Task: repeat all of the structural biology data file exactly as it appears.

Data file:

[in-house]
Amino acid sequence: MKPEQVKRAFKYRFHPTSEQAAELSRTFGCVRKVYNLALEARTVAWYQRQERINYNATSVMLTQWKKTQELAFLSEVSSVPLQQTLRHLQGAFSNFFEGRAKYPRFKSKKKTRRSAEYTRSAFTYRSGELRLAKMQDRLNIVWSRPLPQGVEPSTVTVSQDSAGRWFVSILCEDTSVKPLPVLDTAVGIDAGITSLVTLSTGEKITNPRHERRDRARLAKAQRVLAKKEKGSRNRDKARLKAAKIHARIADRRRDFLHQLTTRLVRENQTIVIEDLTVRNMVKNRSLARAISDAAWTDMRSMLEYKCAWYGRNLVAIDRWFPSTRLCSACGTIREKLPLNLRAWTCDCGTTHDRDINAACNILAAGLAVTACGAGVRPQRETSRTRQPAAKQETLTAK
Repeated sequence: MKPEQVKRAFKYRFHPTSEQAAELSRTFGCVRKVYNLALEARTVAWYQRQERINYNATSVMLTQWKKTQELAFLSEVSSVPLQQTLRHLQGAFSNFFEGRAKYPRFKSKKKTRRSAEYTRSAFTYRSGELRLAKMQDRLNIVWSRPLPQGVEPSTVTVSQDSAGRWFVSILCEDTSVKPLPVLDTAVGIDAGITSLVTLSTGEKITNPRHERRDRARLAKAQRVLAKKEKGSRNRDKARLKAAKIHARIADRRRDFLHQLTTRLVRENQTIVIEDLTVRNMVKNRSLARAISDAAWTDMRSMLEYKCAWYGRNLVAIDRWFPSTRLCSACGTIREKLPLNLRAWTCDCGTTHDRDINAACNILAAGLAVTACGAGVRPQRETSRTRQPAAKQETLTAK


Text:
[in-house]
Amino acid sequence: MKPEQVKRAFKYRFHPTSEQAAELSRTFGCVRKVYNLALEARTVAWYQRQERINYNATSVMLTQWKKTQELAFLSEVSSVPLQQTLRHLQGAFSNFFEGRAKYPRFKSKKKTRRSAEYTRSAFTYRSGELRLAKMQDRLNIVWSRPLPQGVEPSTVTVSQDSAGRWFVSILCEDTSVKPLPVLDTAVGIDAGITSLVTLSTGEKITNPRHERRDRARLAKAQRVLAKKEKGSRNRDKARLKAAKIHARIADRRRDFLHQLTTRLVRENQTIVIEDLTVRNMVKNRSLARAISDAAWTDMRSMLEYKCAWYGRNLVAIDRWFPSTRLCSACGTIREKLPLNLRAWTCDCGTTHDRDINAACNILAAGLAVTACGAGVRPQRETSRTRQPAAKQETLTAK
Repeated sequence: MKPEQVKRAFKYRFHPTSEQAAELSRTFGCVRKVYNLALEARTVAWYQRQERINYNATSVMLTQWKKTQELAFLSEVSSVPLQQTLRHLQGAFSNFFEGRAKYPRFKSKKKTRRSAEYTRSAFTYRSGELRLAKMQDRLNIVWSRPLPQGVEPSTVTVSQDSAGRWFVSILCEDTSVKPLPVLDTAVGIDAGITSLVTLSTGEKITNPRHERRDRARLAKAQRVLAKKEKGSRNRDKARLKAAKIHARIADRRRDFLHQLTTRLVRENQTIVIEDLTVRNMVKNRSLARAISDAAWTDMRSMLEYKCAWYGRNLVAIDRWFPSTRLCSACGTIREKLPLNLRAWTCDCGTTHDRDINAACNILAAGLAVTACGAGVRPQRETSRTRQPAAKQETLTAK